The experimentation phase does not mean that additional substances are added to the mixture, but rather refers to the use of the original substance in different scenarios, apart from the initial configuration. This means that social use of drugs or alcohol becomes use at home or sometimes even in the workplace. Only one stage before starting on the steepest part of the slippery slope of addiction is the use of problems. Problem users experience the same lack of thinking behind using their substance as regular use, but more often and disregard for negative impacts, such as hangovers or financial burden.
Substance abuse is a more serious use problem and often causes the user's body and mind to become dependent on the substance. This may be due to increased tolerance for prolonged use, abuse of the substance by the user as psychological relief, or even ignoring the warning signs that lead to this point. Sometimes there is a perception that addiction is something that exists in a person's character or it doesn't exist. This idea may lead to the belief that a person who is struggling with addiction to a substance may have had a drink or tried an illicit drug once and immediately became addicted.
However, the reality is a little more complex than that. As defined by the American Society for Addiction Medicine, addiction is a chronic brain disease that affects reward, pleasure, memory and motivation of the brain. Like many chronic diseases, it doesn't just arise one day. Often, several circumstances align that, over time, cause a person who would otherwise enjoy the occasional drink or avoid substance abuse to become addicted to drugs or alcohol.
The process of developing addiction in this case tends to occur in a series of stages and, like other chronic diseases, often turns into a cycle of addiction, treatment, or withdrawal and relapse. Multiple stages of addiction can occur in a short period of time, or they can take months or even years to develop. A person who has only had an occasional drink may, over the years, develop a habit that can develop into alcoholism. If you think you or a loved one may be struggling with addiction, let us hear your story and help you determine the path to treatment.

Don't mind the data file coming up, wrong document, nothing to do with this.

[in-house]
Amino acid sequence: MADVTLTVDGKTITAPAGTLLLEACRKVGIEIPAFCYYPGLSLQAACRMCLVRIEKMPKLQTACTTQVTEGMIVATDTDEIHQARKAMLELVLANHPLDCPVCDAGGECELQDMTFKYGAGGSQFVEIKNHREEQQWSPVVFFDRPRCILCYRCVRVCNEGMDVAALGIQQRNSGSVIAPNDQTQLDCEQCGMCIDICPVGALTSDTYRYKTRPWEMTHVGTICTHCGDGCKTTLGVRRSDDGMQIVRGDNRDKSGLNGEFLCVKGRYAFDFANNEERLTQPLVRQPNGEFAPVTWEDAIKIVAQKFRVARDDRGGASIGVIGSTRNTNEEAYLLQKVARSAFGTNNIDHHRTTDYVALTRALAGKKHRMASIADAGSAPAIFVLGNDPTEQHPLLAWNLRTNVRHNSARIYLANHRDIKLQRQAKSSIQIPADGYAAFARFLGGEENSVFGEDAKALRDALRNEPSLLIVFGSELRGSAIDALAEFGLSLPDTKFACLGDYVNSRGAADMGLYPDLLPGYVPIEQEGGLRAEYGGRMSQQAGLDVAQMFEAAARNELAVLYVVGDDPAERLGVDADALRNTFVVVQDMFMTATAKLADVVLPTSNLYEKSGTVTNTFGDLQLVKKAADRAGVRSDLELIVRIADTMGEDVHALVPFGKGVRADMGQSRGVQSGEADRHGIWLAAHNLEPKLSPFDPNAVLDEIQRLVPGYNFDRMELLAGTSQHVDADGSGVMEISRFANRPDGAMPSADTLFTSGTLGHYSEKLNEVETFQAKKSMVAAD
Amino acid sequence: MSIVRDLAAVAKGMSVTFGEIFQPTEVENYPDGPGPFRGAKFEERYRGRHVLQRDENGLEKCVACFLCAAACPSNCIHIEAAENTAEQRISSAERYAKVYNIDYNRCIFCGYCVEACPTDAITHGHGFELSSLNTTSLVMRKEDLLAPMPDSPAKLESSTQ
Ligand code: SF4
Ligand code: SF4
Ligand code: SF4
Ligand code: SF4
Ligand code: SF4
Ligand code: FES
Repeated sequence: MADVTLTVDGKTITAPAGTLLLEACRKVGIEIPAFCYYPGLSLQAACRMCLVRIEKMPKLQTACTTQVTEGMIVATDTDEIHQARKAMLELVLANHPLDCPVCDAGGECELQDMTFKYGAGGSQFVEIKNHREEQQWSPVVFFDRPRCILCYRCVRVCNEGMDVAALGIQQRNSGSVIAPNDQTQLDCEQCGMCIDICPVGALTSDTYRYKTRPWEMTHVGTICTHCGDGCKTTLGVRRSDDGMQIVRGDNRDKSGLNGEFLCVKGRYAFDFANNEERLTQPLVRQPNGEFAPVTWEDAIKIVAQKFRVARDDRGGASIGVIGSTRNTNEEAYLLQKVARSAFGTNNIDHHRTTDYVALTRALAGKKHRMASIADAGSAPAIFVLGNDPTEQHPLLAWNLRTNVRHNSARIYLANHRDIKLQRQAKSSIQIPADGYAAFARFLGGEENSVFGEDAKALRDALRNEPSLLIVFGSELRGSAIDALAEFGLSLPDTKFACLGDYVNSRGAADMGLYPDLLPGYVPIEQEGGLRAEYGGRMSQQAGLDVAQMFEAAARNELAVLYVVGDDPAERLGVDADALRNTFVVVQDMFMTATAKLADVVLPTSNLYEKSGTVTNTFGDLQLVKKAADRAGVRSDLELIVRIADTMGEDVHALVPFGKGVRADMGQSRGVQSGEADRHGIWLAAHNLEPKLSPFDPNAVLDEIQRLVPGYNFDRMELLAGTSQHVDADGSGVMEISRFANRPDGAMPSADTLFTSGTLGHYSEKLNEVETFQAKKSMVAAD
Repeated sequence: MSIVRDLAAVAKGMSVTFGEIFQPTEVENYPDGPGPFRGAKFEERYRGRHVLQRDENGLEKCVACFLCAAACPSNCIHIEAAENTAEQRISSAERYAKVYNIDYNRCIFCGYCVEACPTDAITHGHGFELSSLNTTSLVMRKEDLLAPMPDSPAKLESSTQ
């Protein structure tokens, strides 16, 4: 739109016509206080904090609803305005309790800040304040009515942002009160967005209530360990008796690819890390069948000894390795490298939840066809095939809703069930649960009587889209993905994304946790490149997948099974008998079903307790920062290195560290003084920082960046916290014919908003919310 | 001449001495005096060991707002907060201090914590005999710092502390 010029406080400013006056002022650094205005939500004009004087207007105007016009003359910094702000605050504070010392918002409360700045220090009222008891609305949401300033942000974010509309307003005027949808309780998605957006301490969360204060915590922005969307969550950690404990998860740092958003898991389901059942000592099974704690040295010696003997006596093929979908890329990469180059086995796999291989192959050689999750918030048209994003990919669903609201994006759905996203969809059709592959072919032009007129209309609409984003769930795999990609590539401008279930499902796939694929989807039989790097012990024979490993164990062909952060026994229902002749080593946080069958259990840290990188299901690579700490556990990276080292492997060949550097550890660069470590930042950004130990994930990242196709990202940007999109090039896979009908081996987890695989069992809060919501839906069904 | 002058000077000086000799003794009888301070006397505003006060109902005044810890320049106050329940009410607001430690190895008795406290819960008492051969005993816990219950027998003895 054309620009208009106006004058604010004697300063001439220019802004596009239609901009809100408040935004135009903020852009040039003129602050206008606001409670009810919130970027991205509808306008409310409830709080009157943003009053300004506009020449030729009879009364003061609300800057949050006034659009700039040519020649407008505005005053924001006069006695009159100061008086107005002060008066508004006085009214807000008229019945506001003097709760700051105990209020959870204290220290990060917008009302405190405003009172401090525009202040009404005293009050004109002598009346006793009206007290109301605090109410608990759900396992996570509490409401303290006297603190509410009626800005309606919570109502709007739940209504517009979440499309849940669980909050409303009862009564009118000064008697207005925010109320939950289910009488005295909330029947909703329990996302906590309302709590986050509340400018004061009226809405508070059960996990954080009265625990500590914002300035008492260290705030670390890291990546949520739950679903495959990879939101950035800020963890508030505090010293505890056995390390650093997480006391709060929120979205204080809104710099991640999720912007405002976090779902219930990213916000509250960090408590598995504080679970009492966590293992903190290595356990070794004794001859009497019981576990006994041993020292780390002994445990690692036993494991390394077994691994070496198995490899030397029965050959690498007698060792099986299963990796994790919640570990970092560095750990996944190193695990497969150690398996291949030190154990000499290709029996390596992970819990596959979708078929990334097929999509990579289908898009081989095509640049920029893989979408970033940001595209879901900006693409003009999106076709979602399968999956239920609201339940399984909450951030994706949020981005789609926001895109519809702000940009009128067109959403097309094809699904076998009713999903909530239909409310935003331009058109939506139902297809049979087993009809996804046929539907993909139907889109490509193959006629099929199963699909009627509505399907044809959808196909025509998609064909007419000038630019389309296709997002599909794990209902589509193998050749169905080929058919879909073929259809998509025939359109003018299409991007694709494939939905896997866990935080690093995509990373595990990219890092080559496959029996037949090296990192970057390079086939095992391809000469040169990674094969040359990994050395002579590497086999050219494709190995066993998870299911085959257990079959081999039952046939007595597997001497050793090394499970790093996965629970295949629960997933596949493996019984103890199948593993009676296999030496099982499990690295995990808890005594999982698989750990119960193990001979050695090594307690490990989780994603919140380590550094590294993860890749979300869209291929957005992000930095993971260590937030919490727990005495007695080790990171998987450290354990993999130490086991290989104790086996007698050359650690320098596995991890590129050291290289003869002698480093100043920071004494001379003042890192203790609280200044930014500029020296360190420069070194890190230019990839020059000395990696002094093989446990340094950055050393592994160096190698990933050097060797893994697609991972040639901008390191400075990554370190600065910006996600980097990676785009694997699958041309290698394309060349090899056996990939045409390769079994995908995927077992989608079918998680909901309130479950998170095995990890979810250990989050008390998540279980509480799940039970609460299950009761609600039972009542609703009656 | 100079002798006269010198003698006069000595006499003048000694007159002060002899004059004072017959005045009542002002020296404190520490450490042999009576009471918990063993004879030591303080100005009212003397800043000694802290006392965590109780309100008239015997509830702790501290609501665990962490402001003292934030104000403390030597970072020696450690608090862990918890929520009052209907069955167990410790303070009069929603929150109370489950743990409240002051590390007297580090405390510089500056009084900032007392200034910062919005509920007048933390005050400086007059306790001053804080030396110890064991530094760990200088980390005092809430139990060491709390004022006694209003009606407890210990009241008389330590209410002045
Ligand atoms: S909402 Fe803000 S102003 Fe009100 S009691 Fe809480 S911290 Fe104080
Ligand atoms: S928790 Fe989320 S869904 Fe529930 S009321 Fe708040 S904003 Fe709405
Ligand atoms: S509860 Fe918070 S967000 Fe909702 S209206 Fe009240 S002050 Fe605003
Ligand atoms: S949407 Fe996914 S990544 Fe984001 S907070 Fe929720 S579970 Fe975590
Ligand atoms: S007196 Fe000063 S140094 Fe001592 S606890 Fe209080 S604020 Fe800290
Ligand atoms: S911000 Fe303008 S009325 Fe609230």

Sometimes, these stages can occur simultaneously. For example, for illicit substances used to feel “high”, even one use is considered abuse. Some of these illicit substances can also result in tolerance within one or two uses. However, in most cases, all of these steps are part of the chronic cycle of addiction.
There are many reasons why the person who ends up struggling with an addiction might try the substance to begin with. It can be as seemingly benign as getting a prescription for pain management or a mental health problem, as culturally typical as trying a first drink at age 21, or as insidious as being pressured by friends or family to try illicit drugs. Regardless of how the initial use occurs, it is the first step towards addiction. However, even these risk factors won't necessarily lead to the high-risk person developing a substance use disorder, such as addiction.
Other contributing factors often take into account, including later stages of addiction. When a person has been taking a prescription medication or has abused other substances for an extended period of time, the substance can cause changes in the brain that result in tolerance, a condition described by the Merck Manuals as one in which the original dose or use of the substance no longer produces the same physical effect or mental effect. As a result, the person using the substance may increase the dosage or frequency of use to try to recover the original result. For a while, this could work.
Then, over time, tolerance to this new dose occurs, and the person increases again, creating a progression to intense substance abuse. However, if the person has been using a medication to treat another condition and becomes dependent on that drug to feel good regardless of the condition being treated, it may be a type of dependence that leads to addiction. In general, experiencing 2-3 of these symptoms is considered a mild substance use disorder. Reporting 4 to 5 of them leads to a diagnosis of a moderate disorder.